Biographical Encyclopedia of Astronomers

2014 Edition
| Editors: Thomas Hockey, Virginia Trimble, Thomas R. Williams, Katherine Bracher, Richard A. Jarrell, Jordan D. MarchéII, JoAnn Palmeri, Daniel W. E. Green

Dembowski, Ercole

Reference work entry
DOI: https://doi.org/10.1007/978-1-4419-9917-7_350

Alternate Name

 Dembowski, Hercules

Born Milan, (Italy), 12 January 1812

Died Albizzate, (Lombardy), Italy, 19 January 1881

Baron Ercole Dembowski observed double stars with unprecedented accuracy, remeasuring almost all stars listed in the Dorpat Catalogue. His instructions and suggestions on how to measure double stars with the micrometer are still considered of great value for the observer.

The son of Giovanni Dembowski, a nobleman of Polish descent and general in the army of the Kingdom of Italy founded by Emperor Napoleon I, Ercole Dembowski was orphaned in 1825 at the age of 13. Dembowski enlisted in the Austrian Imperial Royal Navy, eventually rising to become a commissioned officer. He retired from the navy in 1843 for reasons of health and settled in Naples. In Naples, Dembowski met Antonio Nobile, an astronomer at the Capodimonte Observatory. Encouraged by Nobile, Dembowski purchased a 5-in refractor with which he started to measure double stars from his observatory in San Giorgio a Cremano, a Naples suburb.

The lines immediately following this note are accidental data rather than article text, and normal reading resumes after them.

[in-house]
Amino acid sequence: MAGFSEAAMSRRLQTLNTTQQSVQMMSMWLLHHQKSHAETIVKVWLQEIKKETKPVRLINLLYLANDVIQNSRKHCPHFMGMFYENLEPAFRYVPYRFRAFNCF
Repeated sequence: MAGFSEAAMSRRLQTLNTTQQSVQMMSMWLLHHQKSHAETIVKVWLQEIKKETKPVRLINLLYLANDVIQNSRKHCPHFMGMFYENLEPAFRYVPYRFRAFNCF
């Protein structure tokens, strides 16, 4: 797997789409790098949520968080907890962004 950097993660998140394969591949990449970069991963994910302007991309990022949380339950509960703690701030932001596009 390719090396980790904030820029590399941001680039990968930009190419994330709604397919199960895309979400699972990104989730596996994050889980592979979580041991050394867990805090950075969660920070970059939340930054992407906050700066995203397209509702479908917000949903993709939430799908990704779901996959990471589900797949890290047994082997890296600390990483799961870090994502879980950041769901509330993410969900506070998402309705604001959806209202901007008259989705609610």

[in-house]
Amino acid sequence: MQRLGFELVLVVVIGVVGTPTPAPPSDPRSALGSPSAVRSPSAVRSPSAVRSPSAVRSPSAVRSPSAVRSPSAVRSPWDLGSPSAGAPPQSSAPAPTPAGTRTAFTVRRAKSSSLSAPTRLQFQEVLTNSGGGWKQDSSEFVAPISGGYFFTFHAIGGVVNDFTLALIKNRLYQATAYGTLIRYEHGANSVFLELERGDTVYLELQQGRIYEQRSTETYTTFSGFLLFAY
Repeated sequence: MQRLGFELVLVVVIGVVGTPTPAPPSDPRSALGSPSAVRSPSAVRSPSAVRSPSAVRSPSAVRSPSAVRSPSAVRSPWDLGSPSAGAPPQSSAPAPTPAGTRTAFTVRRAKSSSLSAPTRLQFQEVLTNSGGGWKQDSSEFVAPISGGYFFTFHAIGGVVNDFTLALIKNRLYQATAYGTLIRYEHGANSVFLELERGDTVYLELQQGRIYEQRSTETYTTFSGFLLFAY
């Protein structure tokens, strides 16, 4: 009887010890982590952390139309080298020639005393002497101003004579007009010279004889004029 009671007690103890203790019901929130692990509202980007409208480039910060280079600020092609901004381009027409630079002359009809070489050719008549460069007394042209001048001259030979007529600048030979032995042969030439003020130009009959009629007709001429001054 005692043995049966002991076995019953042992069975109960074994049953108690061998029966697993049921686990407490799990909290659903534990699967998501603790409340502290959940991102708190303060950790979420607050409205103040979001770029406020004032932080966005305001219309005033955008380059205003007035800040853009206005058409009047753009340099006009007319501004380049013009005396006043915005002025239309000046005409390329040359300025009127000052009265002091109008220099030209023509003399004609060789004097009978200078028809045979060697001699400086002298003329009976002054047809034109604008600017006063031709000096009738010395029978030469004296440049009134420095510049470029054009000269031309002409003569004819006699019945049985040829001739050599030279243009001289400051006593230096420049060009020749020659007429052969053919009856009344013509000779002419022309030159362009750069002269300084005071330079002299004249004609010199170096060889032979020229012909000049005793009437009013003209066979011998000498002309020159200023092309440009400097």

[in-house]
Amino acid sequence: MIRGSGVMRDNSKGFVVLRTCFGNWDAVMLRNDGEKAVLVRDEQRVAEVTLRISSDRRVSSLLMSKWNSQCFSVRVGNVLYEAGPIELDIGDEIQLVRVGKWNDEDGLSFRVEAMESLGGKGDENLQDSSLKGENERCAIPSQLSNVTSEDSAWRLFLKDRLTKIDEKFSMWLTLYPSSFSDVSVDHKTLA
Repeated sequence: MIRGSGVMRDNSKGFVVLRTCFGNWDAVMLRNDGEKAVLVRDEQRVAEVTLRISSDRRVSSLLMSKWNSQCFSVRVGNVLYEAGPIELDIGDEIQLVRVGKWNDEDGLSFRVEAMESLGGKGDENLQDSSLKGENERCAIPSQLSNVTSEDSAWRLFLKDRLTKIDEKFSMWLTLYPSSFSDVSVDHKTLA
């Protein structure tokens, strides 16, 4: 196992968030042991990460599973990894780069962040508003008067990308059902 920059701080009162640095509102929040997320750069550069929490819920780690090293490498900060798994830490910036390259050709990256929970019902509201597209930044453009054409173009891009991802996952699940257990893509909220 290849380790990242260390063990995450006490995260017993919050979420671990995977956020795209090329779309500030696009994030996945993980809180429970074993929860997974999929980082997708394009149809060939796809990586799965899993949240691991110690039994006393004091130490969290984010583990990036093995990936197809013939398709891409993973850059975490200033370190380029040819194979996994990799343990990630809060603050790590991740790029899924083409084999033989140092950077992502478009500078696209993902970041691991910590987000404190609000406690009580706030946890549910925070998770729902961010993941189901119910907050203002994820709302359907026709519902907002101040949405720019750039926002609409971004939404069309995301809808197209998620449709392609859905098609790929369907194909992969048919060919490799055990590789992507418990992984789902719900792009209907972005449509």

In 1857, Dembowski published his first set of double star measures, a reobservation of stars in the Dorpat Catalogue. Other publications followed in 1860, 1864, and 1866. In 1870, Dembowski moved to Gallarate, between Milan and Varese, in northern Italy, where he made a complete revision of   Friedrich Struve ’s catalog by using an excellent 7-in Merz refractor. This catalog was published posthumously in 1883 in Rome. In 1879, Dembowski was forced to stop his observing because of frequent gout attacks.

In 1878, the Royal Astronomical Society awarded Dembowski its Gold Medal for his researches on double stars. A crater on the nearside of the Moon was named for him.

Selected References

  1. Aitken, R. G. (1935). The Binary Stars. 2nd ed. New York: McGraw-Hill.MATHGoogle Scholar
  2. Dembowski, E. (1883). Misure micrometriche di stelle doppie e multiple fatte negli anni 1852–1878. Rome: Salviucci.Google Scholar
  3. Huggins, William (1878). “Address Delivered by the President, Mr. Huggins, on Presenting the Gold Medal of the Society to Baron Dembowski.” Monthly Notices of the Royal Astronomical Society38: 249–253.CrossRefGoogle Scholar

Copyright information

© Springer Science+Business Media New York 2014

Authors and Affiliations

  1. 1.MilanoItaly